No Man's Law (1927): a Hal Roach feature reconstructed

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Nico Cartenstadt
Posts: 6
Joined: Wed Apr 16, 2014 1:56 pm

No Man's Law (1927): a Hal Roach feature reconstructed

Postby Nico Cartenstadt » Sat Apr 19, 2014 2:06 pm

Hi everyone,

I'm proud and happy to inform you that not long ago I finally completed a film project I've been working on for over a year: I've reconstructed the 1927 Hal Roach feature 'No Man's Law' to its original length (or as close as possible) of a whopping 76 minutes! As some of you may know, most versions of the film only run for about 52-57 minutes, depending on the frame rate. This means the new version has over 20 minutes (!) of footage reinstated. Comparing and combining several prints, the best looking footage has been included, and not a frame was wasted. Let me assure you it runs at a natural speed, and has not been artificially slowed down to increase the running time. No! The film has finally been turned back into the 7-reeler (almost 8-reeler) as it was shown back in 1927.

A few observations about this film: it's a starring vehicle for Rex the Wonder Horse, but fortunately the focus is on the human cast most of the time. And what a cast it is: Barbara Kent as a maiden in distress, the inimitable James Finlayson as her decrepit father, and two outlaws on the run played by Theodore von Eltz and the one and only Oliver Hardy, about to gain international fame when he teamed up with Stan Laurel not long after making this film.

What makes this a most unusual Hal Roach production is the fact that it's not a comedy at all, but a dramatic film with a rather grim story. However, there are occasional funny touches to lighten the mood.

A few of the films' strong points:

- 'Babe' and 'Fin' together in a western made 10 years before 'Way Out West', with the roles reversed: Fin is the good guy here, and Oliver the thug, and far nastier than Fin was in 'WOW'.

- Fin provides most of the comic relief, but watch out for one particularly poignant moment as he struggles to save his daughter from being assaulted.

- It contains Barbara Kent's daring 'nude' swimming scene. Actually, she's wearing a bodysuit... most of the time anyway! But she's not the only one to go 'the full monty' in this film!

- Compared to the standard, much shorter cut of the film, the complete version adds not just footage of Rex and his animal friends, but there's also a good deal more of Finlayson and Hardy in it. One of the film's highlights is an amazing checkers duel, which is at the same time funny and thrilling, as the suspense slowly builds. In the common short version of the film, you only get the beginning and ending of this scene, so the suspense is completely killed. Now is your chance to experience the full scene, which predates similar scenes from 'Brats', 'Me and My Pal', and 'The Live Ghost' by several years, and actually beats all of these.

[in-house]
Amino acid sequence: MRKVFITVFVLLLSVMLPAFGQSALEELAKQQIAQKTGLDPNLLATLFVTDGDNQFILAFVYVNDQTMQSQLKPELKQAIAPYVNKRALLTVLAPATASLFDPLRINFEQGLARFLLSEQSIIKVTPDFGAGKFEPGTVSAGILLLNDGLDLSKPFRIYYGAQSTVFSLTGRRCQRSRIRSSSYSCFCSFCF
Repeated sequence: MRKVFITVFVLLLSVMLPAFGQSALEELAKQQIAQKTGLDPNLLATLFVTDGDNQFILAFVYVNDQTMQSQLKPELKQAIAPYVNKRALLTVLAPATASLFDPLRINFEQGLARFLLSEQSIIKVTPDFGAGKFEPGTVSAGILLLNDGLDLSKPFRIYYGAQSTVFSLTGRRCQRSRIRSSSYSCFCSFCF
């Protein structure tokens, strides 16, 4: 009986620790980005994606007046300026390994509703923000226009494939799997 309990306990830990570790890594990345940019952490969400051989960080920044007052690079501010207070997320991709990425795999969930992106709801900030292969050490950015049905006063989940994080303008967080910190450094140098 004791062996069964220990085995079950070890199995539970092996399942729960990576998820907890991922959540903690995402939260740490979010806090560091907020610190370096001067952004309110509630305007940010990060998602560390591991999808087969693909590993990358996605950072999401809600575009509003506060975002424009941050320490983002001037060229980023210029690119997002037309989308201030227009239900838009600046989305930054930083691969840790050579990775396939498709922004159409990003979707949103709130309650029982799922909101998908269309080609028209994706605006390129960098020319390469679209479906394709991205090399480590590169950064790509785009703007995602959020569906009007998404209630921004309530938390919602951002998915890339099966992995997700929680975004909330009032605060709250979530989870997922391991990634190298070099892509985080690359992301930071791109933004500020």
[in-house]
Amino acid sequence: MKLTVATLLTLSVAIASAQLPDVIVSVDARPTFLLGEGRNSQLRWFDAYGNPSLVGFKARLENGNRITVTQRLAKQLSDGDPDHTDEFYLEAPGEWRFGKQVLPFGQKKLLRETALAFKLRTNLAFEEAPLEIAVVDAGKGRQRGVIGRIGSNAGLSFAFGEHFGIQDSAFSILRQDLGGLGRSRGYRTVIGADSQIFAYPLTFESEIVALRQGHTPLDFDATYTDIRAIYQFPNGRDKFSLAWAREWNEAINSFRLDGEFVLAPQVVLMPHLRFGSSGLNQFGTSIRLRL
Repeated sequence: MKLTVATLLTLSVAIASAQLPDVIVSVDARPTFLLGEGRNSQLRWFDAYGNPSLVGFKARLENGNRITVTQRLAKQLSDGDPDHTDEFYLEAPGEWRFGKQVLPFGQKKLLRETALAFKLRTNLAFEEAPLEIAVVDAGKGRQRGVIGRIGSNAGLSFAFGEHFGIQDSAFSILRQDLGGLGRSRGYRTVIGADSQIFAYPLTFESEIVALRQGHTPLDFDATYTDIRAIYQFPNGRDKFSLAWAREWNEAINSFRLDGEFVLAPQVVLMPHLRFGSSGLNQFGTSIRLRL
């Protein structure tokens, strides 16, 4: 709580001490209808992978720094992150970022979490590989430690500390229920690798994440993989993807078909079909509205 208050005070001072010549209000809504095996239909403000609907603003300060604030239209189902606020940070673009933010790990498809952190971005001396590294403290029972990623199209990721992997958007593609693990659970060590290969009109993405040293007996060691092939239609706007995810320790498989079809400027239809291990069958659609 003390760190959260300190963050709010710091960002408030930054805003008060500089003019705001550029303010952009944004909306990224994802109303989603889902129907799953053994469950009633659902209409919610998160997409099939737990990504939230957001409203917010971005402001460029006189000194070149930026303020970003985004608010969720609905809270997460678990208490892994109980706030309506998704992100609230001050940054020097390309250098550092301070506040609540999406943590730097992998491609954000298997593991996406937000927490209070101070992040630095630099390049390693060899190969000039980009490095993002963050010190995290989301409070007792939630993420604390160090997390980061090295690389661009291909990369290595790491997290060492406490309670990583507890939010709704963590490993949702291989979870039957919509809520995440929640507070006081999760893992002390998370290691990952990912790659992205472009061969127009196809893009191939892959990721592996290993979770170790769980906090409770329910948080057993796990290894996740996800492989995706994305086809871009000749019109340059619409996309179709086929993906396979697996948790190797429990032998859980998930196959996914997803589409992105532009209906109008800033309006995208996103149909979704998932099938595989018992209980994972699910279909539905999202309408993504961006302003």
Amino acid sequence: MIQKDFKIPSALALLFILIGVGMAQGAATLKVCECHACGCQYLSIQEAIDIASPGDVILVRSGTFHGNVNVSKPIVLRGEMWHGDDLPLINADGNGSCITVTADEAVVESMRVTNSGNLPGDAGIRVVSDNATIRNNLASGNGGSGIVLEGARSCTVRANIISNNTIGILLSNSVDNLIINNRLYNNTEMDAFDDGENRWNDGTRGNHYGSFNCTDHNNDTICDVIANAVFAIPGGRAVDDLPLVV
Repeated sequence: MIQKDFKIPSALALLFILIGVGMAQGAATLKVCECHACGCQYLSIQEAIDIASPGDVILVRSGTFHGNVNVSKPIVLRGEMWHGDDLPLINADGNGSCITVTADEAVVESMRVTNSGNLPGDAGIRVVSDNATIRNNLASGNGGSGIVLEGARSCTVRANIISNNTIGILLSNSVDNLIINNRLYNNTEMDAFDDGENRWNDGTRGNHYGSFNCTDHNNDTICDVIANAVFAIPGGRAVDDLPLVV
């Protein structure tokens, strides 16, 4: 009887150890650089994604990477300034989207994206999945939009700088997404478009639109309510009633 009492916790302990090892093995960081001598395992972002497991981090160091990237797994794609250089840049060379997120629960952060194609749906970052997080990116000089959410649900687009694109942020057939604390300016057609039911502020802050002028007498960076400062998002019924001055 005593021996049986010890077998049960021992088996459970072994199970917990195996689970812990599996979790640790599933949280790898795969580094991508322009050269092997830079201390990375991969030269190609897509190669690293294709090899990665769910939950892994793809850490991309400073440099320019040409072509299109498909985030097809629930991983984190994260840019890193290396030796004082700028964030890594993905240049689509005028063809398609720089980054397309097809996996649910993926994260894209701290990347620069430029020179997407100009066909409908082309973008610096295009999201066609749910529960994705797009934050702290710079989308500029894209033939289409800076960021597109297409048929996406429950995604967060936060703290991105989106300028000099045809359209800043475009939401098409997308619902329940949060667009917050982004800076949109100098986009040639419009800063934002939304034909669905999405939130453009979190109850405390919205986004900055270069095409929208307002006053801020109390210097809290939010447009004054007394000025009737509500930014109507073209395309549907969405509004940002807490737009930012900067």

The reasons why I decided to reconstruct/restore the film are simple: I have been fascinated by it ever since I first saw it, and it simply contains one of Oliver Hardy's best acting performances ever, you have to see it to believe it. In spite of him sporting a derby, this is not the Ollie from the L&H films, nor the comic heavy he played alongside Larry Semon or Billy West. Instead, he plays a most realistic and threatening villain who puts the other characters in mortal danger. I'm not going to tell you how the film ends, but it doesn't end very well for him. No wonder Oliver singled out this film in the 1954 interview conducted by John McCabe as reproduced in his 'Mr. Laurel and Mr. Hardy' book.

I've created a new trailer to give you a taste of what to expect:

More info plus screenshots from both available versions can be found here:

The new edition has been a true labour of love for me, and was born out of frustration because a complete version of the film simply was not available... until now!The film has so much going for it, I've always found it a shame it' was previously available in butchered and sometimes plain horrible prints.

The reconstruction is available in two versions: a black & white one, and a 'historically informed' tinted/toned version, adding sepia, blue and red hues reflecting the scene moods. The soundtrack is composed of vintage orchestral recordings, and is tailored to the scenes. Sound effects have been added where appropriate, and a soundtrack without effects is also included, as is a photo gallery containing many rare images.

It gives me great pleasure to bring this film back to the attention of silent film fans everywhere in the longest form and best quality currently possible.

For more info, you can reply here, or send an e-mail to

Bruce Calvert
Posts: 149
Joined: Sun Jun 07, 2009 10:26 pm
Location: Plano, TX USA

Re: No Man's Law (1927): a Hal Roach feature reconstructed

Postby Bruce Calvert » Mon Apr 21, 2014 1:32 pm

Was this the version screened at the Cinema Museum in London and introduced by author Glenn Mitchell last month? There was a large crowd there to see it. It was great to see Babe in a role so different from his normal character. Of course it was great to see a lot of Barbara Kent in this film too...

Nico Cartenstadt
Posts: 6
Joined: Wed Apr 16, 2014 1:56 pm

Re: No Man's Law (1927): a Hal Roach feature reconstructed

Postby Nico Cartenstadt » Tue Apr 22, 2014 2:46 pm

Hi Bruce,
Yes, it is indeed the new version as presented by Glenn Mitchell last month. He told me the screening went well, and I'm glad to hear you enjoyed it. I personally think it's one of Babe's greatest solo efforts, maybe even THE best one, and it really shows what a fine versatile actor he was. Fin is Fin as usual, always fun to watch. Barbara Kent shows a lot of... skill too, as does Teddy von Eltz. It's a film that has a little bit of everything for everyone: comedy, suspense, drama,...

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